On Tuesday, March 22 the Legislature began all day floor debate on priority bills. LB 698, introduced by Senator Christensen, was debated first. LB 698, with the Agriculture Committee’s amendment, repeals labeling requirements for gasoline containing more than 10% ethanol. This change is compelling because of Ethanol’s 30+ year sound track record as a “green” and “ag friendly” fuel at our pumps, the estimated 80% of consumers currently fill up with Ethanol, and supportive testimony from the Ethanol Association of Nebraska Ethanol Producers and Nebraska Grain and Feed Association stating a need for new marketing. As your rural senator, it’s also my view that given Nebraska’s strong agriculture roots and economic reliance on the industry, ethanol should be considered the norm in our state when it comes to fueling our vehicles. It is time we label what is NOT ethanol. Understood, it is also important to meet the consumer need to have an identifier at the pumps for different gasoline options, just like the Diesel pumps. An amendment will be considered to reverse current labeling requirements and require displaying a label at pumps containing no ethanol. LB 698 is on Select File.
The major focus of debate last week was LB 84, introduced by Senator Fischer, to ensure that roads funding is a priority for our state for safe infrastructure and economic development. LB 84 creates the Build Nebraska Act and designates a half cent of existing sales tax for roads construction beginning in 2013 for the next twenty years. I have heard from many of you supporting this, especially to offer some hope for an expressway promised 23 years ago. Although a number of amendments have yet to be considered during debate, I do support LB 84, recognizing that safe and accessible roads are a priority in our state, as well as education and providing essential services to citizens in need. Good roads are important for safety and a strong economy. A strong economy is vital for schools and funding critical programs.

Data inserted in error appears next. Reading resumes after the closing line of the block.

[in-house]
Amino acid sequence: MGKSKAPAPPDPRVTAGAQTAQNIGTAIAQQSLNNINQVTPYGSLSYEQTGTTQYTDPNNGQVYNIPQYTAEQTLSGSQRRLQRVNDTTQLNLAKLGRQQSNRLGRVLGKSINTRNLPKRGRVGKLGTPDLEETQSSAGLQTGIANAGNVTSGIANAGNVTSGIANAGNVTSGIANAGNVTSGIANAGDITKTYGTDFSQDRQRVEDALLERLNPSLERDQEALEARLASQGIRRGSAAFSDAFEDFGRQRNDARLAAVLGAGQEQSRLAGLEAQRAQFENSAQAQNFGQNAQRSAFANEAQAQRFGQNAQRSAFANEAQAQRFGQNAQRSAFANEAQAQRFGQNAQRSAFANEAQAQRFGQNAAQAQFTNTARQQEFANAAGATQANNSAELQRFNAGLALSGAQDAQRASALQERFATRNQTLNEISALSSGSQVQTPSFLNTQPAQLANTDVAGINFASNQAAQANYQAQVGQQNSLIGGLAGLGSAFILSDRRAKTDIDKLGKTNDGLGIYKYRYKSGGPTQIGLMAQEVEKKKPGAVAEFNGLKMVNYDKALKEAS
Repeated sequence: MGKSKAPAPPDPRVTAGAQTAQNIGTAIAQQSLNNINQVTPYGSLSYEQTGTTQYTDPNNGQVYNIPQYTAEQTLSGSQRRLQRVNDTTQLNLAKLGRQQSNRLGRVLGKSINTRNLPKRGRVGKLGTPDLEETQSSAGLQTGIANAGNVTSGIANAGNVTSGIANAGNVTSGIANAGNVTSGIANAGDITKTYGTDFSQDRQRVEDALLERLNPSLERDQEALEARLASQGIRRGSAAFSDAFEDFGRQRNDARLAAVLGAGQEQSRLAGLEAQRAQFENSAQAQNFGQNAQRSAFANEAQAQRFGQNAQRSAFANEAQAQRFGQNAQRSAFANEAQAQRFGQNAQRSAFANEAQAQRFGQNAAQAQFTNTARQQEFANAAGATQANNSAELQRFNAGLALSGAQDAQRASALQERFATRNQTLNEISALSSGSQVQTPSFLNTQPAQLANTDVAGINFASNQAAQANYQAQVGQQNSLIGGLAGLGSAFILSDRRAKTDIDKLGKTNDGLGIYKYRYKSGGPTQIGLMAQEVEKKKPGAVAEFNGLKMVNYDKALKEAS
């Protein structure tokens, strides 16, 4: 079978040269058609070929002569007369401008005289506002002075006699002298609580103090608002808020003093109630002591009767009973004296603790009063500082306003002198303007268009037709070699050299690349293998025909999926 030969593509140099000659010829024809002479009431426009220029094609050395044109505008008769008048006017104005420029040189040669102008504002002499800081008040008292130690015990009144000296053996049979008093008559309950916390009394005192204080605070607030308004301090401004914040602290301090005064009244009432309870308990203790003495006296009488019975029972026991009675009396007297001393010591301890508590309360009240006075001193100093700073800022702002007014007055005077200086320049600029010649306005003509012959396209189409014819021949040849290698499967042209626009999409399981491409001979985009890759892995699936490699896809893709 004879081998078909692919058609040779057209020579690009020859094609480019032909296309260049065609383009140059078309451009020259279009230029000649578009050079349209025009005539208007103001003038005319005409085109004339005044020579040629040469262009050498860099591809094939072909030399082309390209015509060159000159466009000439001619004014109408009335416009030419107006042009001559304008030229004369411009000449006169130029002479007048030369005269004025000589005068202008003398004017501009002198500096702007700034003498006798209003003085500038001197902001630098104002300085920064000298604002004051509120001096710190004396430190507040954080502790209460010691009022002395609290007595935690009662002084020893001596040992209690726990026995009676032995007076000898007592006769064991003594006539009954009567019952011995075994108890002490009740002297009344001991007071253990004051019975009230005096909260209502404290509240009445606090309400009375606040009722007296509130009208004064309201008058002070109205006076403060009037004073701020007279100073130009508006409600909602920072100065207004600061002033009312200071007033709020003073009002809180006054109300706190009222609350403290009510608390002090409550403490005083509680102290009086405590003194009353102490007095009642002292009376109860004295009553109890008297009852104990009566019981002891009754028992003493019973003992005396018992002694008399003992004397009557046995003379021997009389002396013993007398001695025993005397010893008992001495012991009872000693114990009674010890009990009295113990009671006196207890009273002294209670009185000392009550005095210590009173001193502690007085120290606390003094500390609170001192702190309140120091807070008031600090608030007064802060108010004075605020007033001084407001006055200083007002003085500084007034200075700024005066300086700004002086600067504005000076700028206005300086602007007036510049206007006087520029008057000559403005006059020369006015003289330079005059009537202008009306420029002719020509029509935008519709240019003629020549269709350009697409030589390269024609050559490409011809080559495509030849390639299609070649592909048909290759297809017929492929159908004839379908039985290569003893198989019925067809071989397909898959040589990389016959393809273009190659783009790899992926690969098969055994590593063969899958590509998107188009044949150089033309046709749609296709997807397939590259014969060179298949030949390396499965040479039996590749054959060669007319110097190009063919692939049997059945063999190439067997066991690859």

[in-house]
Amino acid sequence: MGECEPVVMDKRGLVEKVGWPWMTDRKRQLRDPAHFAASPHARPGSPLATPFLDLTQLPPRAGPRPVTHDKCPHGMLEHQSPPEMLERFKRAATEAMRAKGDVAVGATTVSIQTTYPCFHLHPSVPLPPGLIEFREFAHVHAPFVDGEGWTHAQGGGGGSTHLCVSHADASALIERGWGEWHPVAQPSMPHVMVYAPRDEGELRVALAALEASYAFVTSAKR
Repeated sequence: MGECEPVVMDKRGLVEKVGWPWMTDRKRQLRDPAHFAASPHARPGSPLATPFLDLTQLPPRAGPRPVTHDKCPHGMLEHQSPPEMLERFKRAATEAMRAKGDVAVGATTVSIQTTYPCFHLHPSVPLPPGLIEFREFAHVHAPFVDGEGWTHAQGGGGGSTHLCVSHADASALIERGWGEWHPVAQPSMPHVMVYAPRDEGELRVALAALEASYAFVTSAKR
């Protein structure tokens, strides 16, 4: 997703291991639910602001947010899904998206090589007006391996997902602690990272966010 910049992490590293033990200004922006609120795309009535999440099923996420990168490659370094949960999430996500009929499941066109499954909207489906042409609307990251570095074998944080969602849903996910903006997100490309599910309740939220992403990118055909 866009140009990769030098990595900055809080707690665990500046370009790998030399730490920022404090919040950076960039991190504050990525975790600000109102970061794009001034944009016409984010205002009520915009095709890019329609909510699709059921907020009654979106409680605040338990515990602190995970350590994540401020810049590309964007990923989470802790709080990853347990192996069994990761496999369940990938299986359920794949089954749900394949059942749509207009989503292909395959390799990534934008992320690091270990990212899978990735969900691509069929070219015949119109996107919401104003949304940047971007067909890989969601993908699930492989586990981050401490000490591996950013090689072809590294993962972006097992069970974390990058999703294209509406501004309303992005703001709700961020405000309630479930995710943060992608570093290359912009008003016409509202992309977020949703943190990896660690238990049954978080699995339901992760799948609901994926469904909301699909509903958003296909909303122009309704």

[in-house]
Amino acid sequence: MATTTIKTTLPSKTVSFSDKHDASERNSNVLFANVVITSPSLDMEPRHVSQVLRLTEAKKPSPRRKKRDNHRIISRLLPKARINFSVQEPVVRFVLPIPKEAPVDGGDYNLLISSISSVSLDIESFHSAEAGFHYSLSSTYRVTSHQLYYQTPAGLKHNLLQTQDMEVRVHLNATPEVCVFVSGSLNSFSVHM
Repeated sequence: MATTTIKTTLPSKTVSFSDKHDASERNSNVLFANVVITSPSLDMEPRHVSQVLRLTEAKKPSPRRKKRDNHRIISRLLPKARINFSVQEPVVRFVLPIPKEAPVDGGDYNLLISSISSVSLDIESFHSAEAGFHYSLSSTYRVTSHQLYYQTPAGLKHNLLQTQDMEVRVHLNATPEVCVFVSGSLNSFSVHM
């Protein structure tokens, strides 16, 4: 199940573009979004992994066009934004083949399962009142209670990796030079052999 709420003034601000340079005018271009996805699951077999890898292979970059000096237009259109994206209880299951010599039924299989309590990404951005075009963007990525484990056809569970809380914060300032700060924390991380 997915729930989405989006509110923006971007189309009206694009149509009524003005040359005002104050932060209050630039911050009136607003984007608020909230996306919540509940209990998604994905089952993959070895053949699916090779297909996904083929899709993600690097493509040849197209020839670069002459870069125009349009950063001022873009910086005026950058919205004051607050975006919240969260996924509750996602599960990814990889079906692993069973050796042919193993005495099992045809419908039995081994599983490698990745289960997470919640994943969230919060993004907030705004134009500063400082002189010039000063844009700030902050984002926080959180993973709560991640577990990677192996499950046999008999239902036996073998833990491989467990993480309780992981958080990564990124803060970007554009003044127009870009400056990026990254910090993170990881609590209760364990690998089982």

I’d like to take this opportunity to clarify LB 385 from last week, which eliminates the Low Income Home Energy Conservation Act. This is not administered by the Nebraska Energy Office (NEO), but the Department of Revenue with certain local utilities. The basis for eliminating the program is duplication of services. NEO has stimulus funds remaining and receives annual federal funding for a similar program, the Low Energy Weatherization Program, administered in a collaborative effort with Local Community Action Agencies. Information is available at www.neo.ne.gov.
Last Wednesday, three students visited from West Point-Beemer High School who are taking a stand against smoking. It’s good to see our youth involved and making wise choices. Wednesday evening the Northeast Nebraska Legislative Day reception provided an opportunity to visit with several area chambers of commerce and economic development professionals.
Thursday evening I enjoyed conversations with broadcasters from our district at the Nebraska Broadcasters Association event. Over the weekend I relaxed at the Oakland Spring Fling Craft Show. As always, it is wonderful to come home; it gives us an opportunity to visit on legislative issues and learn what’s news on our Main Streets.
Serving you in the Nebraska Legislature to keep the good life growing,
Senator Lydia Brasch, District 16